It is fairly open-ended.  After the highlights tour, I suggest that students take an hour to narrow down four to five different works, take notes, snap a photo and journal.  Then, they spend a full hour with one piece, which forces their attention in one direction.  With constant distraction and consumer overload, writing forces you to produce something from yourself.  You can get at ekphrastic poetry from two angles – either read into the moment of the painting, which provides narrative or a character you see in painting, or take something from the painting and let it project into your own life and become a more lyrical expression.  Some poems are almost all image-driven, while some are story poems.  Either type of poem drives you back to the art and makes you want to see the art and compare the experience of the poem to the experience of the piece.

This partnership gives a sense of relevancy and authority to a field – creative writing – that sometimes feels too abstract.  Creative writing exists way off the beaten path and this assignment gives a kind of legitimacy to a culture that creative writing is not only hoping to sustain but helping to thrive and flourish into the 21st century.

How do you combine poetry and art in your assignments?

Melissa Nelson
Manager of Teaching in the Community

Sacré Bleu! A Twisted Tale of the Ultramarine Hue

Recently I managed to get my hands on an advance copy of Christopher Moore’s newest book, Sacré Bleu. This auspicious event was followed by two days of ravenous reading, skipped meals, and neglected chores. Christopher Moore, the author who has brought us absurdly funny stories about Jesus Christ, vampires, and sassy whales, has cannonballed into the pool of art history–and has made a huge splash!

"Sacré Bleu" by Christopher Moore. On sale April 3, 2012.

When asked about the origin of his latest novel, Moore says, “I simply set out to write a novel about the color blue.” This desire brought him to Paris, London, and Italy, where “it turns out they keep a lot of the art discussed in this book.” The novel opens as the tragic news of Vincent van Gogh’s death reaches Paris. His friends, Henri Toulouse-Lautrec and Lucien Lessard, set out to solve the mystery of Vincent’s death after receiving this warning from him:

“P.S. If you see the Colorman, run. Run. You are too talented and too delicate of constitution to endure, I think. I am not mad. I promise.”
–Vincent

To solve the murder, Lucien and Henri will have to hunt down this twisted little Colorman who has a penchant for ultramarine blue. They will find love, heartbreak, forgotten memories, and, ahem, some girls in Moulin Rouge. Ultimately they will uncover the secret of the Colorman and the ordained powers he gets from Sacré Bleu, but not before having a little bit of fun with their impressionist friends.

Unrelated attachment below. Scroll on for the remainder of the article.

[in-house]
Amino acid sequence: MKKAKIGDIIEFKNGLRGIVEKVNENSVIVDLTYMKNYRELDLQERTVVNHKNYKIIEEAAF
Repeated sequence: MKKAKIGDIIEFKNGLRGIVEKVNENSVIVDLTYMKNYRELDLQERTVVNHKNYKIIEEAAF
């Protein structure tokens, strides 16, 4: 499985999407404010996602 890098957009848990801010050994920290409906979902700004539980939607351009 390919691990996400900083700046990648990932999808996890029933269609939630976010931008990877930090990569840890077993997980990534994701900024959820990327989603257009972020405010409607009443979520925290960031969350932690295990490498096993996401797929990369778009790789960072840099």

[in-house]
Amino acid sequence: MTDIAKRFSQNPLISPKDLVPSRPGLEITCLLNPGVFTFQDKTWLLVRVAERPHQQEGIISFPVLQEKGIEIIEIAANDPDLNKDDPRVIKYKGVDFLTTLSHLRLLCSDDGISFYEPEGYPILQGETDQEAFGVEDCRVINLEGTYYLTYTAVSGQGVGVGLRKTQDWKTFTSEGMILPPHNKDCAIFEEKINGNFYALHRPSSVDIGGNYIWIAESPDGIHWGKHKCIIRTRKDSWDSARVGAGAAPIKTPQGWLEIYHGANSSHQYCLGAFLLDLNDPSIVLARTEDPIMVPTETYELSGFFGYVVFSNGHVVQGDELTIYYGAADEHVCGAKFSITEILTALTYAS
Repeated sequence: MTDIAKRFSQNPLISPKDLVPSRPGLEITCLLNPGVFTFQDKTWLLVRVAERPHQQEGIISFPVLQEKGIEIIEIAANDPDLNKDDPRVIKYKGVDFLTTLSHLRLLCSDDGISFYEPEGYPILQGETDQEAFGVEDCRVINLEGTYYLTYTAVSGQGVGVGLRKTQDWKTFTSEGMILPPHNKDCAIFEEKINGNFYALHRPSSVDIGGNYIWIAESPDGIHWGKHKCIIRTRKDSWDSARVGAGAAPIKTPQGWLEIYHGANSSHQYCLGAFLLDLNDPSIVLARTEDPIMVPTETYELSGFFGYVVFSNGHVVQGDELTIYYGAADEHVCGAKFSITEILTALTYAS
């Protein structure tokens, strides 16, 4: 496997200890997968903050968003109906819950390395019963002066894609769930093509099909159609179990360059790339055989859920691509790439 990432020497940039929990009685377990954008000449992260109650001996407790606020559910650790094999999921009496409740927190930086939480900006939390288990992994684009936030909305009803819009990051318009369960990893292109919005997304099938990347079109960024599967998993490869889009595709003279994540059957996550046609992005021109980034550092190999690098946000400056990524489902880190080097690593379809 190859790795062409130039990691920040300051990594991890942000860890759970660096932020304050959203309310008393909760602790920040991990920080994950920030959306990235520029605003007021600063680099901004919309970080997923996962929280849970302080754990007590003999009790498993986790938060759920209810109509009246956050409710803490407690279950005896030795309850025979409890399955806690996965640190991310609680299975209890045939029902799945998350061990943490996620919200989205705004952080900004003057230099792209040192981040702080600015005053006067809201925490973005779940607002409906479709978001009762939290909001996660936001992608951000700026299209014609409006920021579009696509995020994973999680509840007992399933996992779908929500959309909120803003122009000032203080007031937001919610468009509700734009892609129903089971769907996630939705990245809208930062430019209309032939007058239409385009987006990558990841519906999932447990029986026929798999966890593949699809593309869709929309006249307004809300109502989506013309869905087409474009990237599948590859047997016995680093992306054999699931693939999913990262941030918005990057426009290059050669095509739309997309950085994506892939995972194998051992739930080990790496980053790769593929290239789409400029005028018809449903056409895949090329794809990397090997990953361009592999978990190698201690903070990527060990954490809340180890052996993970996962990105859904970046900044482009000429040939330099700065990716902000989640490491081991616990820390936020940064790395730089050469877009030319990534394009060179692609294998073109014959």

Here are some examples of uses of Sacré Bleu from Christopher Moore’s novel. Throughout the story, each of these artists is visited by the manipulative Colorman.

Pierre-Auguste Renoir, “The Swing,” 1876, oil on canvas, Museé d’Orsay.

Henri de Toulouse-Lautrec, “Rousse dit aussi La Toilette,” 1889, oil on cardboard, Museé d’Orsay.

Claude Monet, “Camille Monet on Her Deathbed,” 1879, oil on canvas, Museé d’Orsay.

Georges Seurat, “Bathers at Asnières,” 1884, oil on canvas, National Gallery.

Sacré Bleu, the “sacred blue,” the truest blue, was at the time the most expensive paint in history. It was extremely difficult to obtain. First, colormen would need the gemstone lapis lazuli, which, for centuries, was more rare and more valuable than gold. On top of that, lapis lazuli is only found in one place in the world, the mountains of Afghanistan–a world away from Europe! Why go to all this trouble to make a little bit of blue paint? Because the pigment derived from lapis lazuli creates the most spectacular, everlasting, ultramarine blue. It does not fade over time or blacken with age like some other blue paints. This quality of ultramarine blue, as well as the significant sacrifice one had to make to obtain it, made it the perfect color to reserve for the Blessed Virgin, the mother of Christ. In many religious scenes, Mary is seen wearing a Sacré Bleu gown.

Michelangelo, “The Entombment,” c. 1500, tempera on panel, National Gallery.

Although he spends most of his time haunting the impressionists in Montmartre, the Colorman does make his way back to 16th-century Italy to visit the masters of the Renaissance. In this example, it appears as though Michelangelo’s The Entombment remains unfinished because he was unable to obtain the ultramarine paint he needed to finish the figure of the Virgin Mary. Of course in reality this is probably due to the high cost of the paint, but in Sacré Bleu, it is a mystery that is waiting to be solved by you!

Christopher Moore will discuss his new book as part of the Arts & Letters Live program at the Dallas Museum of Art on Tuesday, April 1o, at 7:30 p.m. For more information and tickets to this event, visit our website. The DMA’s Museum Store is selling first-edition copies of Sacre Bleu, with beautiful color illustrations of the art discussed in the novel.

Hayley Dyer is the Audience Relations Coordinator for Programming at the Dallas Museum of Art.